The tiny case of the .22 LR and the subsonic velocities (when using subsonic ammunition) make it well suited for use with a firearm suppressor (also known as silencers or sound moderators). The low volume of powder gases means that .22 LR suppressors are often no larger than a bull barrel; the Ruger 10/22 and Ruger MK II are common choices, because of their reliability and low cost, and the resulting product is often nearly indistinguishable from a bull barrel model (although weighing far less). Where firearm suppressors are only minimally restricted, a .22 LR firearm with a suppressor is often favored for plinking, as it does not require hearing protection or disturb the neighbors. Local government agencies sometimes use suppressed .22 LR weapons for animal control, since dangerous animals or pests can be dispatched in populated areas without causing undue alarm.

The .22 LR has also seen limited usage by police and military snipers. Its main advantage in this role is its low noise, but it is usually limited to urban operations because of its short range.[11][12]

The Israeli military used a suppressed .22 LR rifle in the 1990s for riot control and to "eliminate disturbing dogs prior to operations," though it is now used less often as it has been shown to be more lethal than previously suspected.[11] Some other examples include the use of suppressed High Standard HDM pistols by the American OSS, which was the predecessor organization of the CIA.[9]. Francis Gary Powers was issued a suppressed High Standard for the flight in which he was shot down. Suppressed Ruger MK II pistols are in current use by the US Navy SEALs.


.22 Long rifle maximum CIP cartridge dimensions. All sizes in millimetres (mm). The common rifling twist rate for this cartridge is 406 mm (1:16 in), 6 grooves, land width = 2.16 mm, Ø lands = 5.38 mm, Ø grooves = 5.58 mm.
.22 Long Rifle cartridge dimensions in inches.

Muzzle velocity (nominal):

  • 40 gr (2.6 g) lead: 1082 ft/s (330 m/s) .22 LR Subsonic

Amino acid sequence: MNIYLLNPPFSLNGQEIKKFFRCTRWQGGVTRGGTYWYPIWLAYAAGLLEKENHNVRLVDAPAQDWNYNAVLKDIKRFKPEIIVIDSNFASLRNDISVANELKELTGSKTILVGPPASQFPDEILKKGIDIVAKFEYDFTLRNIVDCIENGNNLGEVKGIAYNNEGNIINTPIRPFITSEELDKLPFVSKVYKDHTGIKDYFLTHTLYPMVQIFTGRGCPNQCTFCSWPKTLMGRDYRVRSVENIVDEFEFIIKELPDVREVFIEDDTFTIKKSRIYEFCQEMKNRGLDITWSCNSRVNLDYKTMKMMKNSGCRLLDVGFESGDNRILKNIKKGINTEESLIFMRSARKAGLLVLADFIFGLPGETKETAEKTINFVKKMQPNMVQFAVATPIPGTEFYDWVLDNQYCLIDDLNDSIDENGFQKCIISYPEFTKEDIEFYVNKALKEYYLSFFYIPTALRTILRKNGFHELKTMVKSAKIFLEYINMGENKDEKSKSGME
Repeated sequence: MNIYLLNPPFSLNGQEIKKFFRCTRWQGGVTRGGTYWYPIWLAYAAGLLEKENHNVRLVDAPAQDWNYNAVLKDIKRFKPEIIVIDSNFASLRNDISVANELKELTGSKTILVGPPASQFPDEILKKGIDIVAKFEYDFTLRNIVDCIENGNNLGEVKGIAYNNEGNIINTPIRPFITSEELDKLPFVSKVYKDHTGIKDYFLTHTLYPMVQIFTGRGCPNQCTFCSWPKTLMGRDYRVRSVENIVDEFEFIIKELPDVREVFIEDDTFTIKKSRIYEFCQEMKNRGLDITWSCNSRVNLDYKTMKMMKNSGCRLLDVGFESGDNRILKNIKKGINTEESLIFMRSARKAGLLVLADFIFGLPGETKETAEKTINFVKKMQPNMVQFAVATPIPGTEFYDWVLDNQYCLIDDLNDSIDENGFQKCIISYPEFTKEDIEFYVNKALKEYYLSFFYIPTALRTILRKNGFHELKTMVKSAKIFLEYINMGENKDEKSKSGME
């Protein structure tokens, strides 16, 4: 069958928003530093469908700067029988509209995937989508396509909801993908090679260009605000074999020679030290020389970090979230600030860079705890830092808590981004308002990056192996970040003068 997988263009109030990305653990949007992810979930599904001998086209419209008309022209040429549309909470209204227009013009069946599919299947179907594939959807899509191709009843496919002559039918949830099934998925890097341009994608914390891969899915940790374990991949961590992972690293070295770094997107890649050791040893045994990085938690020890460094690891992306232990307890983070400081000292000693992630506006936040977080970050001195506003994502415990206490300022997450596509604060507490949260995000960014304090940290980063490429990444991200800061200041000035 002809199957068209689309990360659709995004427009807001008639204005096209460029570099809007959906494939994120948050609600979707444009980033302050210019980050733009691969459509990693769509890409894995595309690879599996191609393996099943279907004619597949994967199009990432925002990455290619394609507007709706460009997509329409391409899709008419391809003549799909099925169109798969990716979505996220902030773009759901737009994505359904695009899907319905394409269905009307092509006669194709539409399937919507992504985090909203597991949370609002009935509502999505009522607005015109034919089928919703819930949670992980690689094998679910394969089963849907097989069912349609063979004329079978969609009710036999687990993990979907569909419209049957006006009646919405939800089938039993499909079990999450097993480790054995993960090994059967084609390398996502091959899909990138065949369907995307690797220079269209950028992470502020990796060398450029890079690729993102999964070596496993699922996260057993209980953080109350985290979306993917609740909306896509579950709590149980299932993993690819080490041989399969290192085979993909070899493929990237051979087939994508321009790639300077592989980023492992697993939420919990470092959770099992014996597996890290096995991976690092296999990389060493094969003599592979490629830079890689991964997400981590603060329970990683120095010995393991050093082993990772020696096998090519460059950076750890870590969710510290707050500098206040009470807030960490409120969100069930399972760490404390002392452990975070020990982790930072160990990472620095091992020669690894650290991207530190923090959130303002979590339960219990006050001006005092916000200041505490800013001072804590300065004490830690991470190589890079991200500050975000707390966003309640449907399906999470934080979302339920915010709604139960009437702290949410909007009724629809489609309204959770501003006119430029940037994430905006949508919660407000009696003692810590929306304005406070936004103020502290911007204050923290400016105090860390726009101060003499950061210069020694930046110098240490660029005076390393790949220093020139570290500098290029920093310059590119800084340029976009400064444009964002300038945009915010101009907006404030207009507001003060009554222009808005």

• 36 gr (2.33 g) copper plated lead: 1328 ft/s (405 m/s) .22 LR High Velocity

Note: actual velocities are dependent on many factors, such as barrel length of a given firearm and manufacturer of a given batch of ammunition, and will vary widely in practice. The above velocities are typical.

According to the official C.I.P. guidelines, the .22 LR case can handle up to 205 MPa (30,000 psi) copper crusher (measuring method crusher conformal) pressure. In C.I.P. regulated countries, every rifle cartridge combo has to be proofed at 125% of this maximum C.I.P. pressure to certify for sale to consumers.

See also


  1. ^ a b c d "Federal Cartridge Co.". Retrieved 2007-09-25. 
  2. ^ a b c Simpson,Rich. "Remove pesky rodents with sure-shot rimfire rifles."The Times-News (Twin Falls, Idaho, USA) 2008-03-28.
  3. ^ Kokalis, Peter: Weapons Tests And Evaluations: The Best Of Soldier Of Fortune, page 331. Paladin Press, 2001.
  4. ^ "Forensic Analysis: Weighing Bullet Lead Evidence". Board on Chemical Sciences and Technology. 2004. Archived from the original on 2009-06-10. Retrieved 2007-09-09. 
  5. ^ Simpson, Layne. "Rimfire Hunting Cartridges". Petersen's Hunting. Archived from the original on 2009-06-10. Retrieved 2007-09-09. 
  6. ^ a b "Hornady's New .17 Mach 2". Retrieved 2007-09-25. 
  7. ^ "BBC NEWS | Northern Ireland | Playground shooter avoids prison". Last Updated:. Retrieved 2008-09-08. 
  8. ^ "BBC NEWS | World | Europe | Man kills eight at Finnish school". BBC News. November 7, 2007. Retrieved 2008-12-26. 
  9. ^ a b Kokalis, P. G (2002-08). "OSS Silenced Pistol". The Small Arms Review 5 (11). Archived from the original on 2009-09-03. Retrieved 2009-08-25. 
  10. ^ "Federal Premium: Ballistics Detail". Retrieved 2007-09-25. 
  11. ^ a b Ruger 10/22 Suppressed Sniper Rifle
  12. ^ SV-99 Sniper Rifle

External links